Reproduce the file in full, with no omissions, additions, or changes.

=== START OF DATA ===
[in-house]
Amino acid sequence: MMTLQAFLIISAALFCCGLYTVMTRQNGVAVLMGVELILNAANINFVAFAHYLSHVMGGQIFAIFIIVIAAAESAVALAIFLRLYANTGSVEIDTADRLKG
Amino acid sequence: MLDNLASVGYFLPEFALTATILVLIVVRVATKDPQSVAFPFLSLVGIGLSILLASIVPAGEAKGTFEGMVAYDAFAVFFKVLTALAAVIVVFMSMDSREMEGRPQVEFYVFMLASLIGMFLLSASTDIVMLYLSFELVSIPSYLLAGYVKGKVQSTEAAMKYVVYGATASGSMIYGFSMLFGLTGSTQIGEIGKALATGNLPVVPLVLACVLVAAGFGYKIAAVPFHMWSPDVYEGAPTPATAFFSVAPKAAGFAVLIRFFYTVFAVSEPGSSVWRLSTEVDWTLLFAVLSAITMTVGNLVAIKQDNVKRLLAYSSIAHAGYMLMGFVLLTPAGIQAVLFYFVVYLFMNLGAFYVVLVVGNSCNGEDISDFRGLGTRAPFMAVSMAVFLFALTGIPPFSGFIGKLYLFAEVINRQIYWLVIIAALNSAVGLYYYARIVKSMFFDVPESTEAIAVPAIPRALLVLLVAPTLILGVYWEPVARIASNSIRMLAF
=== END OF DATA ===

[in-house]
Amino acid sequence: MMTLQAFLIISAALFCCGLYTVMTRQNGVAVLMGVELILNAANINFVAFAHYLSHVMGGQIFAIFIIVIAAAESAVALAIFLRLYANTGSVEIDTADRLKG
Amino acid sequence: MLDNLASVGYFLPEFALTATILVLIVVRVATKDPQSVAFPFLSLVGIGLSILLASIVPAGEAKGTFEGMVAYDAFAVFFKVLTALAAVIVVFMSMDSREMEGRPQVEFYVFMLASLIGMFLLSASTDIVMLYLSFELVSIPSYLLAGYVKGKVQSTEAAMKYVVYGATASGSMIYGFSMLFGLTGSTQIGEIGKALATGNLPVVPLVLACVLVAAGFGYKIAAVPFHMWSPDVYEGAPTPATAFFSVAPKAAGFAVLIRFFYTVFAVSEPGSSVWRLSTEVDWTLLFAVLSAITMTVGNLVAIKQDNVKRLLAYSSIAHAGYMLMGFVLLTPAGIQAVLFYFVVYLFMNLGAFYVVLVVGNSCNGEDISDFRGLGTRAPFMAVSMAVFLFALTGIPPFSGFIGKLYLFAEVINRQIYWLVIIAALNSAVGLYYYARIVKSMFFDVPESTEAIAVPAIPRALLVLLVAPTLILGVYWEPVARIASNSIRMLAF